he Communists will attempt to impress free-world countries, particularly Japan and the Asian neutrals, with their willingncbs to negotiate outstanding issues. In so doing, they will probably make proposals forwhich may be attractive to some non-Communist nations but contrary to USand. as al Geneva, may on occasion make significant procedural and tacticalCommunist China may attempt to negotiate, on the basis of the Chou-Nehru fiveeries of mutual nonaggresslon,understandings with most of its Asian neighbors. In these efforts, thcwill continue to seek greaterand acceptance of the Peiping regime, and to hold out the promise that Asian and world problems can be solved by Great Power deliberation if Peiping is permitted totherein. In addition, the wisdom of closer diplomatic ties with Peiping will beupon non-Communlst Asia byexaggeration of Communist China's strength, progress, and peaceful Intent.
he Communists will almost certainly make every effort to publicize the attractive possibility for non-Communlst nations oftrade with the Bloc, and to blame the trade control program, and the US as the chief supporter of that program, for thcof international trade to reach higher levels. Communist China will also seek such trade to supplement Bloc assistance to China's industrialization program, to reduce suchon Bloc over-all economy as thismay now entail, to carry out politico-economic courses of action elsewhere in Asia, and lo reduce the level of domestic political pressures required to support economic It Is probable that Communist China
will continue to exchange trade missions with many non Communist countries and totrade agreements, both formal andwhich express hopesigh level of trade and disapproval of trade restrictions.1
Except as noted below with respect to the Chinese Nationalist-held offshore Islands and South Vietnam, the Communists will probably not, during the period of this estimate. Initiate new local military actions ln Asia withSoviet. Chinese Communist, North Korean, or Viet Minh forces. Communist courses of action will probably be designed to expand thc area of political struggle while maintaining nnd increasing capabilities for future military action. The Communists will almost certainly attempt Increasingly toCommunist China's power and prestige in Asiapearhead for Bloc policy there.
Despite our estimate that new Communist military aggression in South and Southeast Asia is unlikely, the Communists mightnew aggression in reaction to US policies,esult of miscalculation on their part of probable US reactions, or because of prospects of easy success in some area,if the strength and determination of the US and states cooperating with it seemed to be weakened. In particular, acute crises may arise out of the Geneva settlement or out of thc Chinese Communist determination to gain possession of the Natlonallst-hcldIslands and Taiwan. Thus, throughout the period of this estimate, the possibility of war remains.
The Chinese Communists will continue their efforts to subvert and exploit theChinese In Southeast Asia. They will attempt to gain control over schools and youth, commercial and other groups, and will exploit continuing Ues between theseand mainland China for financial purposes, andhannel for infiltration, espionage, and propaganda. The degree of Communist success in exploiting the overseas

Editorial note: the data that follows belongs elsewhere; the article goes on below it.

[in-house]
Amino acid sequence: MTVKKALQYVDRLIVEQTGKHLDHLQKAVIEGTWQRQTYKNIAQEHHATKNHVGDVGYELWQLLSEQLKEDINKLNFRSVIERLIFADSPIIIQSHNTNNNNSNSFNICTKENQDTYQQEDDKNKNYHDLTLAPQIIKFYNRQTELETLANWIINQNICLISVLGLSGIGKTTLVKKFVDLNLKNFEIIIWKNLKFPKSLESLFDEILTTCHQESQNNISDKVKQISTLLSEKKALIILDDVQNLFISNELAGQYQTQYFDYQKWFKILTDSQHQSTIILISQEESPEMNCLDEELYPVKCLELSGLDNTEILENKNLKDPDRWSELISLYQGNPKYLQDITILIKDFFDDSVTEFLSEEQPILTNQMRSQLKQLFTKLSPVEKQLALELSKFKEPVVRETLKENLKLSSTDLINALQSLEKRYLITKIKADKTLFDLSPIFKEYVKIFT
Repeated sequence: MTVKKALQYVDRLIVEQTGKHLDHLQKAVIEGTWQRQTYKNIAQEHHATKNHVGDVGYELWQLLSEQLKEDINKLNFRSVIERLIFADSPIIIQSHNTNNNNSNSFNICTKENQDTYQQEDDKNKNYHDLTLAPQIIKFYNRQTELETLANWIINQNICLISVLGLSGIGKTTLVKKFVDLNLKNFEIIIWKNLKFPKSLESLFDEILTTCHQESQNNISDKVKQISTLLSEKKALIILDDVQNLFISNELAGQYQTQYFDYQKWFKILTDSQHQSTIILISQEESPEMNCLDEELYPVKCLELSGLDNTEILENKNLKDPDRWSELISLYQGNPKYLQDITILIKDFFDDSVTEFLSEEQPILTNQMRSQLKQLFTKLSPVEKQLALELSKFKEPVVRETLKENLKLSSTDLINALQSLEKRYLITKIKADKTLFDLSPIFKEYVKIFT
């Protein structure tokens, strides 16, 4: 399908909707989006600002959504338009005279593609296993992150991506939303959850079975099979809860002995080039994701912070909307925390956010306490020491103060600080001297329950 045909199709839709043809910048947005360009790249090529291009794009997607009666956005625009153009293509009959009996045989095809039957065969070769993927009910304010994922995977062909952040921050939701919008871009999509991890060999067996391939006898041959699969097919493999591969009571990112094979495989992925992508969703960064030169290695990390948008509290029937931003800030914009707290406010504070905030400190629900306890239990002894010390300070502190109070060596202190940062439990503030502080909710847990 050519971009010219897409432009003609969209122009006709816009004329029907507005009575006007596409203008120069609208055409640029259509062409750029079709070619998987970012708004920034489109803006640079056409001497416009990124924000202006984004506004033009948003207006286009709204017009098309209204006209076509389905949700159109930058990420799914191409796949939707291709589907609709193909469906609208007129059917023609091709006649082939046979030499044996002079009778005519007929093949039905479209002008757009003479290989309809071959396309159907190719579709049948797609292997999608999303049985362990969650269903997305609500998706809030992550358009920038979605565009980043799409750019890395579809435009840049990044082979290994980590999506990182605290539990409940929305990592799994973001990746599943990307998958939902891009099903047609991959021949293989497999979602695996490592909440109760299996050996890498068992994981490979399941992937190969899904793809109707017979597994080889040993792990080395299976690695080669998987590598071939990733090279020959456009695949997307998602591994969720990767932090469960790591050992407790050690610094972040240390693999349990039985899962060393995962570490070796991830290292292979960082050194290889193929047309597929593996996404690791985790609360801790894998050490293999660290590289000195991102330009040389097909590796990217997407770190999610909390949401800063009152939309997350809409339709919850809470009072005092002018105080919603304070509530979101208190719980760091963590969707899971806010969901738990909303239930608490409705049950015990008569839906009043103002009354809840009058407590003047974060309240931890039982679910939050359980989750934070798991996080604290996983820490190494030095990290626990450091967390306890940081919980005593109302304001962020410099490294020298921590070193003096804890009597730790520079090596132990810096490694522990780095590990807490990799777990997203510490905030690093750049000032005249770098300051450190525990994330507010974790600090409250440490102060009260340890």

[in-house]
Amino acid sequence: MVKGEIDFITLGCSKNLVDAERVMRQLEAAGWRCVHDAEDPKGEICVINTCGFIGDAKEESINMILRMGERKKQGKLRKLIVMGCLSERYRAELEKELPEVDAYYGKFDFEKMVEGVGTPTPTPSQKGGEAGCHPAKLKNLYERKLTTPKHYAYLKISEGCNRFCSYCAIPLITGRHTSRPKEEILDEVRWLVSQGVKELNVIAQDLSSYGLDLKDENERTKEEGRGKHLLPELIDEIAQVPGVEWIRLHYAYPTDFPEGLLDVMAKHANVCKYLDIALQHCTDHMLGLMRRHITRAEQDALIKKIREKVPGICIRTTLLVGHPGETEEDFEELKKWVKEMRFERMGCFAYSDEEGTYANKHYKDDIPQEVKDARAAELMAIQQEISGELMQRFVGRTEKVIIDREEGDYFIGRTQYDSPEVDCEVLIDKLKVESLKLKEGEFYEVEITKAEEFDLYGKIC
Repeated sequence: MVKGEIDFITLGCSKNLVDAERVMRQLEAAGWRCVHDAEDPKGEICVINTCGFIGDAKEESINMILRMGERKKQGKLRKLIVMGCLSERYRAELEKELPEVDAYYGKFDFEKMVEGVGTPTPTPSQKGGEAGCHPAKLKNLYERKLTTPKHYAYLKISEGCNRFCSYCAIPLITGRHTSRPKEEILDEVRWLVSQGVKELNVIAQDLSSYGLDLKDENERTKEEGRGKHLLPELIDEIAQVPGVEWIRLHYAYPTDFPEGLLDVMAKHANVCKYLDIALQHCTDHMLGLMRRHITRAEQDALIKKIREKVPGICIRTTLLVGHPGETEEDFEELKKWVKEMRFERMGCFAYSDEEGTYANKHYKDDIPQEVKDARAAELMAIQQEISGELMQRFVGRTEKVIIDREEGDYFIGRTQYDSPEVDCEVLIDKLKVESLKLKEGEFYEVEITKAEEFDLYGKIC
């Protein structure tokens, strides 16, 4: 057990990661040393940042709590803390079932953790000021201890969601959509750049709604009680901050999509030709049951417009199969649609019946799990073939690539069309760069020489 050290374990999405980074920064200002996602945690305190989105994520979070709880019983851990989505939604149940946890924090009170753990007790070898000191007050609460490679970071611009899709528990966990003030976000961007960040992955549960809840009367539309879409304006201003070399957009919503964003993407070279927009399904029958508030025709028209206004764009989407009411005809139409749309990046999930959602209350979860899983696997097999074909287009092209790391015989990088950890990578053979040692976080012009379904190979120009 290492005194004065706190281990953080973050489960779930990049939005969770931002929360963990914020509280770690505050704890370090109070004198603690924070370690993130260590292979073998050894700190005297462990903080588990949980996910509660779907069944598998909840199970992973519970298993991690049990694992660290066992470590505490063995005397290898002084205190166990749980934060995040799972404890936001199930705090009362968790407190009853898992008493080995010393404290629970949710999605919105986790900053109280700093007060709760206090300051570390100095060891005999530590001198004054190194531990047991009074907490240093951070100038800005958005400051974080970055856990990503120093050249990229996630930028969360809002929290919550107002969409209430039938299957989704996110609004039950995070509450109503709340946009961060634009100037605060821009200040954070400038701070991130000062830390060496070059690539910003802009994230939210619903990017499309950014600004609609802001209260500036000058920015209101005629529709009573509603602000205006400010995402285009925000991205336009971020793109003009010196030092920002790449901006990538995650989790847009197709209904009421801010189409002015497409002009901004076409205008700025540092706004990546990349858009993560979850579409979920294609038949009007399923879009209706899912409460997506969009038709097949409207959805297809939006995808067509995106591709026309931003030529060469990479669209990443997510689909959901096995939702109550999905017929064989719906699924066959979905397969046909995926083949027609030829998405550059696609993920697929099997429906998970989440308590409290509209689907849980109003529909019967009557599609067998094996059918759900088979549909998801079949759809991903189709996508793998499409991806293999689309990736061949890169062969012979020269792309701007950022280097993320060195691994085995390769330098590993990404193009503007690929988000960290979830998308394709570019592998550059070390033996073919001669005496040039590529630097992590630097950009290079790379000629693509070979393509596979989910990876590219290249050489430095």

' The problem or trade controls Is being examined In detail InConsequences otPossible Courses of AcUon with Respect to non-Communlst Controls over Tradeurrently In preparaUon.
Chinese will be strongly influenced by thc over-all fortunes of Communist China.because the usefulness of most of these Chinese is limited (their members areculturally Isolated, and disliked byhc Communists will probably concentrate their activities primarily on the governments and indigenousof Southeast Asian countries. TheCommunists may even makeon the nationality status of overseas Chinese, believing that such compromises would not greaUy diminish the subversive potential of the overseas Chinese
IV. SPECIFIC COURSES OF ACIION Nationalist China
he issues between Nationalist andChina will continue to present the greatest danger of large-scale warfare In Asia. The Peiping regime will continue committed to the "liberation" of all Chinese Nationalist-held territory, defining this issue as anaffair in which foreign Interference will not be tolerated. The future course ofaction toward the offshore islands and Taiwan will be determined largely on the basis of the Communist estimate of US reactions.1
Assistant Chief of. believes lhat this paragraph should read as follows: "Chinese Communist aeUvUy against Taiwan and ihf offshore Islands hai fluctuated during the lasl four years from almost completeto recent heavy pressure against Uie Chlnmens and the Taeh'ens. Current pressure appears to be part of an over-all pattern ot Communis! poUUco-military action. Theregime Is committed to Uie "llberauon" of all Chinese NaUonallst-held territory and has denned this Issue as an "Internal affair- in which foreign lnuiftrer.ee will notuccessful assault against the offshore Islands Is well wlUiln Communist capabilities, and It would be unreasonable to assume Uiat they think otherwise These Ulands pose no particular military threat to Uie Chineseand are of only limited military,and psychological value to the Chinese Nationalist*. However. Uie Chineseby eonUnulng military pressure aialnst Uie offshore islands without direct assault, ara Footnote continued on nexl page